Technology Is Nothing But a Hammer
Technology Is Nothing But a Hammer
Hardware manufacturers, software publishers and the technology press has brainwashed business professionals into thinking that any business challenge can be solved with technology. Definite maybe...

[Editors note] this article originally appeared online in 
Speaker Magazine. I was asked to share it with my entire community. Enjoy!

Whenever I respond to the question, “What Do You Do?” the conversation immediately takes a sharp turn toward cynicism, “Nobody can make technology work,” or longing, “I wish my technology worked.” Both are accurate, but the truth lies somewhere in between.

Hardware manufacturers, software publishers and the technology press has brainwashed business professionals into thinking that any business challenge can be solved with the immediate application of technology. Definite maybe. So let’s not talk about technology, let’s talk about hammers.

I own an Estwing E3-20S, steel shank, smooth head, open claw, rip hammer. I’ve owned it for 33 years and I have mastered its use. After all that time, the best that I have been able to accomplish is pounding nails. In the end, it’s nothing but a tool.

And so is technology. I’ve invested three decades evaluating, acquiring, learning, upgrading and discarding software. The facts remain, there is too much of it to use it all, something new will arrive at 8:15 tomorrow morning. Most importantly, it’s time to think differently about the technology you use every day.

When it comes to Internet marketing, it’s not about technology; it’s about connecting with people. You need to find where they live on social, what they learn on your website, and why they buy in your online store.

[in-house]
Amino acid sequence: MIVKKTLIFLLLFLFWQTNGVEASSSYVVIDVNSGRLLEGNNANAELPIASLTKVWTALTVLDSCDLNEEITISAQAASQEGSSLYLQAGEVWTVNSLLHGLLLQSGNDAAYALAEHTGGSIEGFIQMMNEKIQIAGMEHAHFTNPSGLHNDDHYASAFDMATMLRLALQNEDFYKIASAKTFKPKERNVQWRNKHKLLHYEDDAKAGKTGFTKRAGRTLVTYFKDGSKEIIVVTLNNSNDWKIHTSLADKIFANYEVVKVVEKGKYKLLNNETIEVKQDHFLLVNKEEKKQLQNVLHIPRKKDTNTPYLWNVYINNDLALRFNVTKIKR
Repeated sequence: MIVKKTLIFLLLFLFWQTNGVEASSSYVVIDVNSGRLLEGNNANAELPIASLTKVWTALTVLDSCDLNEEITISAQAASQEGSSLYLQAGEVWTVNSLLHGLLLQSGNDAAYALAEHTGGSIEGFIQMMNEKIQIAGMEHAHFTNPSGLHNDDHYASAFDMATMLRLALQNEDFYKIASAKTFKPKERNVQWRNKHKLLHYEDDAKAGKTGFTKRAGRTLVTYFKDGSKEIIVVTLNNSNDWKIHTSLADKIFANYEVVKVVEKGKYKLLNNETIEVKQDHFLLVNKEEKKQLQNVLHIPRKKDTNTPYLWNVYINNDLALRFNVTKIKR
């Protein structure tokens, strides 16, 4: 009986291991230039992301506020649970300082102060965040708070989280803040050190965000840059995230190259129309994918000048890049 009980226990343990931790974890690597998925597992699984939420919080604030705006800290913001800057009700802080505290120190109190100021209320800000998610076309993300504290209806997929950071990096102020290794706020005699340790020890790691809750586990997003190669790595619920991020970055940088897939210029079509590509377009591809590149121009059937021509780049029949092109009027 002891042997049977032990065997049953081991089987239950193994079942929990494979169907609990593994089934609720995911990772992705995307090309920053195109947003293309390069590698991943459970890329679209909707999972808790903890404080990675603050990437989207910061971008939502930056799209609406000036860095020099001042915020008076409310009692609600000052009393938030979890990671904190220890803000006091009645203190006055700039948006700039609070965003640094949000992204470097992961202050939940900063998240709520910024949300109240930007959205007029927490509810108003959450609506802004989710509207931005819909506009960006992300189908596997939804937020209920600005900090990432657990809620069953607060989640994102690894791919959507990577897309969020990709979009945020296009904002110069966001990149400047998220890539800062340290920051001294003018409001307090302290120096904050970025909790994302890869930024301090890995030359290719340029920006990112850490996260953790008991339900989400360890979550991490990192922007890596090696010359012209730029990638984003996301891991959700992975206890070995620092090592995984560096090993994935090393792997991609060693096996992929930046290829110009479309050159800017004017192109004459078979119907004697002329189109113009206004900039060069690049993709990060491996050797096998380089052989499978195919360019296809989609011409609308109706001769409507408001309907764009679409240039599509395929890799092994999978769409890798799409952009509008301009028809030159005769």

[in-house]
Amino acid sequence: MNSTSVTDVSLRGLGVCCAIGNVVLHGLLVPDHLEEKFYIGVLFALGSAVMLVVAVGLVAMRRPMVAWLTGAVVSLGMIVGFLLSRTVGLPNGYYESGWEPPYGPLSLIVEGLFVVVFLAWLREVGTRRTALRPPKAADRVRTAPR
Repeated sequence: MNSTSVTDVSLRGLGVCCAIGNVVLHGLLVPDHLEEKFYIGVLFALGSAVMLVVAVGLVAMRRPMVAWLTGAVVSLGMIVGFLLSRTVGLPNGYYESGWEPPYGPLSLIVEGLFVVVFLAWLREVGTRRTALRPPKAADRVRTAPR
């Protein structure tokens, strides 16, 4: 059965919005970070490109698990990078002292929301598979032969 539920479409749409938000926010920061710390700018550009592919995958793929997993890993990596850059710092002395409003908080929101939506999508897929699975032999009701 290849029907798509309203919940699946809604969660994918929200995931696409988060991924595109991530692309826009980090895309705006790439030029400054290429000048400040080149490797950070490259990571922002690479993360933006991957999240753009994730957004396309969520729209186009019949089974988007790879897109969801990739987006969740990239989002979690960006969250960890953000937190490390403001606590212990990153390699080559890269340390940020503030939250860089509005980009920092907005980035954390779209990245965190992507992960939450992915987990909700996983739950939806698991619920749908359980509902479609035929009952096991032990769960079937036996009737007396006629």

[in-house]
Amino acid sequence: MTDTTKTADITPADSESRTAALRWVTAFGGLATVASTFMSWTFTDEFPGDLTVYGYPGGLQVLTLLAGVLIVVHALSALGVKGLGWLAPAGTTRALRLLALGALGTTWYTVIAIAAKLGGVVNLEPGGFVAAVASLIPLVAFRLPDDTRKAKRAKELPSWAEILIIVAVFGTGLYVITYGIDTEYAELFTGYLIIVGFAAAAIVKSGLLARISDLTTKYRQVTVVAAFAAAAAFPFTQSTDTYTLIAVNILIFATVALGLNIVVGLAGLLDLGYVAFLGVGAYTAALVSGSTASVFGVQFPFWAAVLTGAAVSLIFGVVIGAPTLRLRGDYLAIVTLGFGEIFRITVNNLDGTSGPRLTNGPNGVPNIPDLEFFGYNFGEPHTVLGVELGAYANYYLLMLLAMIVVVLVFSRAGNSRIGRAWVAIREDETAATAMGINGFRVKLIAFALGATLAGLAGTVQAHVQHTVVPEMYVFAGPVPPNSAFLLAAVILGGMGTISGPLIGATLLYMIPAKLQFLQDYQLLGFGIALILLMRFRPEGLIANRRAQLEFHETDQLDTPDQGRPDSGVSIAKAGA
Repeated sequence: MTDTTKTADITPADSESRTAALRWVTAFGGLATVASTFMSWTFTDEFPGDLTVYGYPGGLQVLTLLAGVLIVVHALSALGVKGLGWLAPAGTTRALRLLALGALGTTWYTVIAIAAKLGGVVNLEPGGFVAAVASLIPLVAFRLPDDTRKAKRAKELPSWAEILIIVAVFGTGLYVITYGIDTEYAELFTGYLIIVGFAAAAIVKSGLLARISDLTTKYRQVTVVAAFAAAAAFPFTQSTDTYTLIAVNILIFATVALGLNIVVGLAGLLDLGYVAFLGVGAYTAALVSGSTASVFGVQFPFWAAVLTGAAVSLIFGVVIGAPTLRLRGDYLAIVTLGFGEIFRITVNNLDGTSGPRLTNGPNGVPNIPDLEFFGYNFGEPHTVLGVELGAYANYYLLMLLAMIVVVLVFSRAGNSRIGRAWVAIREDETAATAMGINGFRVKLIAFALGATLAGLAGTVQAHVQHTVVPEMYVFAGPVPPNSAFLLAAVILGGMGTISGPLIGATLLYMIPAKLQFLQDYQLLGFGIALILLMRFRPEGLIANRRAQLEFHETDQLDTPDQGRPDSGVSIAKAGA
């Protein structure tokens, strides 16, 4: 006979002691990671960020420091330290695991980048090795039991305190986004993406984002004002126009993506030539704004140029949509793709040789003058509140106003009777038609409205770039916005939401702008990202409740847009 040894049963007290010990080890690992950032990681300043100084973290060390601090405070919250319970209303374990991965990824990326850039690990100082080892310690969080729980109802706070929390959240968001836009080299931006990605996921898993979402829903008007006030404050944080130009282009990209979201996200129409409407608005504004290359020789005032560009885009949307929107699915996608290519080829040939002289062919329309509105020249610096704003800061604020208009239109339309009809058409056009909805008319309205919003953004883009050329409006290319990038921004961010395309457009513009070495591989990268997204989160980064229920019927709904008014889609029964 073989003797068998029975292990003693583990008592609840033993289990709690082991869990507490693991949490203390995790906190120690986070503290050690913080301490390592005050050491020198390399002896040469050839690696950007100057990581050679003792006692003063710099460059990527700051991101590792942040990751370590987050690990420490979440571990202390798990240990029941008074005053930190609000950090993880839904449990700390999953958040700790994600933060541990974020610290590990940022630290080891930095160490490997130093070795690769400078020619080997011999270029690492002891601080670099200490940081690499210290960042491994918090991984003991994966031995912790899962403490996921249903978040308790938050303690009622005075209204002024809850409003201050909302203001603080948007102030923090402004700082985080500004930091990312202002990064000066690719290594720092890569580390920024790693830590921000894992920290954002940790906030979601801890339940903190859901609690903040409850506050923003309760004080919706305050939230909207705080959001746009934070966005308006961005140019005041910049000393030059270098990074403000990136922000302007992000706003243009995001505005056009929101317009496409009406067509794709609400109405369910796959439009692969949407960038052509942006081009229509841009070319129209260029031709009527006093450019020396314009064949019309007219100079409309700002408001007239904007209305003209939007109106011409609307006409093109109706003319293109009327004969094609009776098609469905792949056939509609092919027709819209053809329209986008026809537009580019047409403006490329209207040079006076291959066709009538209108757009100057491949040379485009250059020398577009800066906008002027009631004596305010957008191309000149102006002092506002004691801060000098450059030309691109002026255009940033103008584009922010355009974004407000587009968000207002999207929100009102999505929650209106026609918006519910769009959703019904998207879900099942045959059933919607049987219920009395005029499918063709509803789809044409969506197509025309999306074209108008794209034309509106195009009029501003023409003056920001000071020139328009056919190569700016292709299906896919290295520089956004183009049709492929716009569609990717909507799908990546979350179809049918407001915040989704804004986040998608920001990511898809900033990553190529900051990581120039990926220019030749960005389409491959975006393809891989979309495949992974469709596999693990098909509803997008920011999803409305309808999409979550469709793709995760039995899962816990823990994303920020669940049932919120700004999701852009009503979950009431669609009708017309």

The Essential Elements

The challenge for business professionals is to work with only the best tools for the task at hand. After 30 years helping my clients make their technology work, I believe it only takes five elements.

  1. Personal Brand – Your brand is more than your fonts or color scheme; it is a reflection of what your customers profess it to be. If you’re not sure, ask them. Their adjectives and superlatives create the fabric of your personal thesaurus. Everything you say or publish from social through checkout must tell the story of your customers’ success. Who are your customers? What do they need? What would you like them to do?
  2. Acquire – Once you’ve defined your personal brand, this step gets much easier. Instead of chasing everything that’s cool or attempting to keep up with competitors, focus on the tools that help you deliver on your brand promise. Invest your social networking effort where your customers hang out.
  3. Connect – Reject the manual labor of copy/paste. Choose instead to connect all systems within your Web presence. Leverage information and content to deliver better outcomes, faster. Most importantly, connect with your community. Treat them with respect and dignity. They have a name, and it’s not “Dear Valued Customer.”
  4. Create – At no other time in history have individuals had the power to influence so heavily. Why waste the opportunity by simply sharing the inspirational quotes of dead people? The world is waiting for your insight. Use your voice to create value instead of noise.
  5. Master – Choose the right tools and you’ll never have to replace them. Invest the time to gain mastery over the tools in your toolbox. I learned this from a master carpenter named Dean. He arrived for work each morning wearing white bib overalls emblazoned with the red and silver Azola Construction logo. He recommended I buy the Estwing.

I wish the same for you.